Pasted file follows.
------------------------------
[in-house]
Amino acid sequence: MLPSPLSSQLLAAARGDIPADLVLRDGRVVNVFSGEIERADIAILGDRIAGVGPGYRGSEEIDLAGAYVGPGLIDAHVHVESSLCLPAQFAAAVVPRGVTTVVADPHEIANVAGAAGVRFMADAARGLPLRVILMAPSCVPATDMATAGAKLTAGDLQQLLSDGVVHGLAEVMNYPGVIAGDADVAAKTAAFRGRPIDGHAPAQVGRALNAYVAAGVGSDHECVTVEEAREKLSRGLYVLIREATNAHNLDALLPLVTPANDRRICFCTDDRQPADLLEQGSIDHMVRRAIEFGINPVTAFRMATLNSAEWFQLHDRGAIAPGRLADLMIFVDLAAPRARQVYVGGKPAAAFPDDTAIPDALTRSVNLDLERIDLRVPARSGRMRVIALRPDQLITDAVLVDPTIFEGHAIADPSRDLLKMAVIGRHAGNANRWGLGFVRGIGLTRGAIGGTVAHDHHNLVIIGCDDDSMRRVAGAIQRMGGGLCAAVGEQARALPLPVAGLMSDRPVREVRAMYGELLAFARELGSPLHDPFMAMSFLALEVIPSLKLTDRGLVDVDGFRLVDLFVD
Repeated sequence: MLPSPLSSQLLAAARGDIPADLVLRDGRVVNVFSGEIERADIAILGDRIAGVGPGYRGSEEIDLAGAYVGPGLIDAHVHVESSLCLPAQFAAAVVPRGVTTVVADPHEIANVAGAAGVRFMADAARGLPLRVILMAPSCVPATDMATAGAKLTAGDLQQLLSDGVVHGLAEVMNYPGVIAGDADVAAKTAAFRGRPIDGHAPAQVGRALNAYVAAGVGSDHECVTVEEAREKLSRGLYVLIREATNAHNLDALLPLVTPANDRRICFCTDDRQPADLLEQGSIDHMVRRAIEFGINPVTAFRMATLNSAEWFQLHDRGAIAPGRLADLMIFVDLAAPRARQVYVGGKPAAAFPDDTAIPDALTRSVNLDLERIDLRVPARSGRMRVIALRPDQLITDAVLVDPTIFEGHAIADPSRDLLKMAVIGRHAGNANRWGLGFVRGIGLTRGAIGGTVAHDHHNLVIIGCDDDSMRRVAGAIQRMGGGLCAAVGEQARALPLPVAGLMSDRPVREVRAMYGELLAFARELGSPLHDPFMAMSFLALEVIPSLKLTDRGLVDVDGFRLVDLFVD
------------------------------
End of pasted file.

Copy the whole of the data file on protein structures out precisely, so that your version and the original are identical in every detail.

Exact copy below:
[in-house]
Amino acid sequence: MLPSPLSSQLLAAARGDIPADLVLRDGRVVNVFSGEIERADIAILGDRIAGVGPGYRGSEEIDLAGAYVGPGLIDAHVHVESSLCLPAQFAAAVVPRGVTTVVADPHEIANVAGAAGVRFMADAARGLPLRVILMAPSCVPATDMATAGAKLTAGDLQQLLSDGVVHGLAEVMNYPGVIAGDADVAAKTAAFRGRPIDGHAPAQVGRALNAYVAAGVGSDHECVTVEEAREKLSRGLYVLIREATNAHNLDALLPLVTPANDRRICFCTDDRQPADLLEQGSIDHMVRRAIEFGINPVTAFRMATLNSAEWFQLHDRGAIAPGRLADLMIFVDLAAPRARQVYVGGKPAAAFPDDTAIPDALTRSVNLDLERIDLRVPARSGRMRVIALRPDQLITDAVLVDPTIFEGHAIADPSRDLLKMAVIGRHAGNANRWGLGFVRGIGLTRGAIGGTVAHDHHNLVIIGCDDDSMRRVAGAIQRMGGGLCAAVGEQARALPLPVAGLMSDRPVREVRAMYGELLAFARELGSPLHDPFMAMSFLALEVIPSLKLTDRGLVDVDGFRLVDLFVD
Repeated sequence: MLPSPLSSQLLAAARGDIPADLVLRDGRVVNVFSGEIERADIAILGDRIAGVGPGYRGSEEIDLAGAYVGPGLIDAHVHVESSLCLPAQFAAAVVPRGVTTVVADPHEIANVAGAAGVRFMADAARGLPLRVILMAPSCVPATDMATAGAKLTAGDLQQLLSDGVVHGLAEVMNYPGVIAGDADVAAKTAAFRGRPIDGHAPAQVGRALNAYVAAGVGSDHECVTVEEAREKLSRGLYVLIREATNAHNLDALLPLVTPANDRRICFCTDDRQPADLLEQGSIDHMVRRAIEFGINPVTAFRMATLNSAEWFQLHDRGAIAPGRLADLMIFVDLAAPRARQVYVGGKPAAAFPDDTAIPDALTRSVNLDLERIDLRVPARSGRMRVIALRPDQLITDAVLVDPTIFEGHAIADPSRDLLKMAVIGRHAGNANRWGLGFVRGIGLTRGAIGGTVAHDHHNLVIIGCDDDSMRRVAGAIQRMGGGLCAAVGEQARALPLPVAGLMSDRPVREVRAMYGELLAFARELGSPLHDPFMAMSFLALEVIPSLKLTDRGLVDVDGFRLVDLFVD